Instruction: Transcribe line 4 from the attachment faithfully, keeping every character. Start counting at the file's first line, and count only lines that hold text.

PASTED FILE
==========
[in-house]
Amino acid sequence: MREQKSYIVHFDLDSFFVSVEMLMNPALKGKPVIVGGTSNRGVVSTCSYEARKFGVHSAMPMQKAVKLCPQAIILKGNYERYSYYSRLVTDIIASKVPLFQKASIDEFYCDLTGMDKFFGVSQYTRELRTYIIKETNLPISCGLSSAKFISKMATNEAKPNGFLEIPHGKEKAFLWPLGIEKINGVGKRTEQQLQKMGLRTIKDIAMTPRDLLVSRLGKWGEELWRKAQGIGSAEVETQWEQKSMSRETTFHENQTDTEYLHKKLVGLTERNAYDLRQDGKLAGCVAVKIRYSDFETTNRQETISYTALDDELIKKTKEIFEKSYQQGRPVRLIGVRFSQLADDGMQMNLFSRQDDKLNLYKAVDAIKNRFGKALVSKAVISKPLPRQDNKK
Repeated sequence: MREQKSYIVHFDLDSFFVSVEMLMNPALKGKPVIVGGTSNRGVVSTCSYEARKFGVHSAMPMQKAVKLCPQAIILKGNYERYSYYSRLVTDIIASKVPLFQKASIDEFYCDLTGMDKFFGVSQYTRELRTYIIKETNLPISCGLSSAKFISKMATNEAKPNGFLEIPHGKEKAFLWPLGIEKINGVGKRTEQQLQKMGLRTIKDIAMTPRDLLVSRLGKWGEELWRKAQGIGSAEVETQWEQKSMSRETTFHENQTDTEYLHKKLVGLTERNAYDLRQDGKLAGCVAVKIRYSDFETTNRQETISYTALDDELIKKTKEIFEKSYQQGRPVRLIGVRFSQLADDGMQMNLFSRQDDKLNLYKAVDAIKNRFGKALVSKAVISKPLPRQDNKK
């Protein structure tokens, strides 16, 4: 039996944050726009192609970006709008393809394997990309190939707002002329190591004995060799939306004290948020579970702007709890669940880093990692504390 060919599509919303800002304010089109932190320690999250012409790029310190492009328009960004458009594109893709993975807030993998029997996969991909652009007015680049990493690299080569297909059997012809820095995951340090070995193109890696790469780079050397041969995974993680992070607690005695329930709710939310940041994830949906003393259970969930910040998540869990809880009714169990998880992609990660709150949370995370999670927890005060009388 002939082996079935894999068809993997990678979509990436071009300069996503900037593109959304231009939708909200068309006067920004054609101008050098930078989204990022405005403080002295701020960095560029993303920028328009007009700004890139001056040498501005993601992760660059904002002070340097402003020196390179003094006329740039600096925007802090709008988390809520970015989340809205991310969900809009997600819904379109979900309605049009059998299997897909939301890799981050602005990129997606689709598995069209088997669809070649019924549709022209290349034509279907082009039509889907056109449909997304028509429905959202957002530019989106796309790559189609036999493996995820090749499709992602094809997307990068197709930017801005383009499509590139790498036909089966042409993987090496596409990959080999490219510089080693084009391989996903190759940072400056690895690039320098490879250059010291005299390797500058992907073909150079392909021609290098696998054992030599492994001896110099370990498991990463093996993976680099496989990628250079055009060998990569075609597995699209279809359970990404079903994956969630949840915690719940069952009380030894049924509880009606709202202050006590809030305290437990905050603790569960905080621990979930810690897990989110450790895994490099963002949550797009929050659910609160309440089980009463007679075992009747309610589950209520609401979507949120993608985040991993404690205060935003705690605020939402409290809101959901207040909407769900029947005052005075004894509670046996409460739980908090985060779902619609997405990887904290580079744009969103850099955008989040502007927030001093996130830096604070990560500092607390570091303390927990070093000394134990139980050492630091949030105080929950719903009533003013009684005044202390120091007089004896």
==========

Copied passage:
């Protein structure tokens, strides 16, 4: 039996944050726009192609970006709008393809394997990309190939707002002329190591004995060799939306004290948020579970702007709890669940880093990692504390 060919599509919303800002304010089109932190320690999250012409790029310190492009328009960004458009594109893709993975807030993998029997996969991909652009007015680049990493690299080569297909059997012809820095995951340090070995193109890696790469780079050397041969995974993680992070607690005695329930709710939310940041994830949906003393259970969930910040998540869990809880009714169990998880992609990660709150949370995370999670927890005060009388 002939082996079935894999068809993997990678979509990436071009300069996503900037593109959304231009939708909200068309006067920004054609101008050098930078989204990022405005403080002295701020960095560029993303920028328009007009700004890139001056040498501005993601992760660059904002002070340097402003020196390179003094006329740039600096925007802090709008988390809520970015989340809205991310969900809009997600819904379109979900309605049009059998299997897909939301890799981050602005990129997606689709598995069209088997669809070649019924549709022209290349034509279907082009039509889907056109449909997304028509429905959202957002530019989106796309790559189609036999493996995820090749499709992602094809997307990068197709930017801005383009499509590139790498036909089966042409993987090496596409990959080999490219510089080693084009391989996903190759940072400056690895690039320098490879250059010291005299390797500058992907073909150079392909021609290098696998054992030599492994001896110099370990498991990463093996993976680099496989990628250079055009060998990569075609597995699209279809359970990404079903994956969630949840915690719940069952009380030894049924509880009606709202202050006590809030305290437990905050603790569960905080621990979930810690897990989110450790895994490099963002949550797009929050659910609160309440089980009463007679075992009747309610589950209520609401979507949120993608985040991993404690205060935003705690605020939402409290809101959901207040909407769900029947005052005075004894509670046996409460739980908090985060779902619609997405990887904290580079744009969103850099955008989040502007927030001093996130830096604070990560500092607390570091303390927990070093000394134990139980050492630091949030105080929950719903009533003013009684005044202390120091007089004896």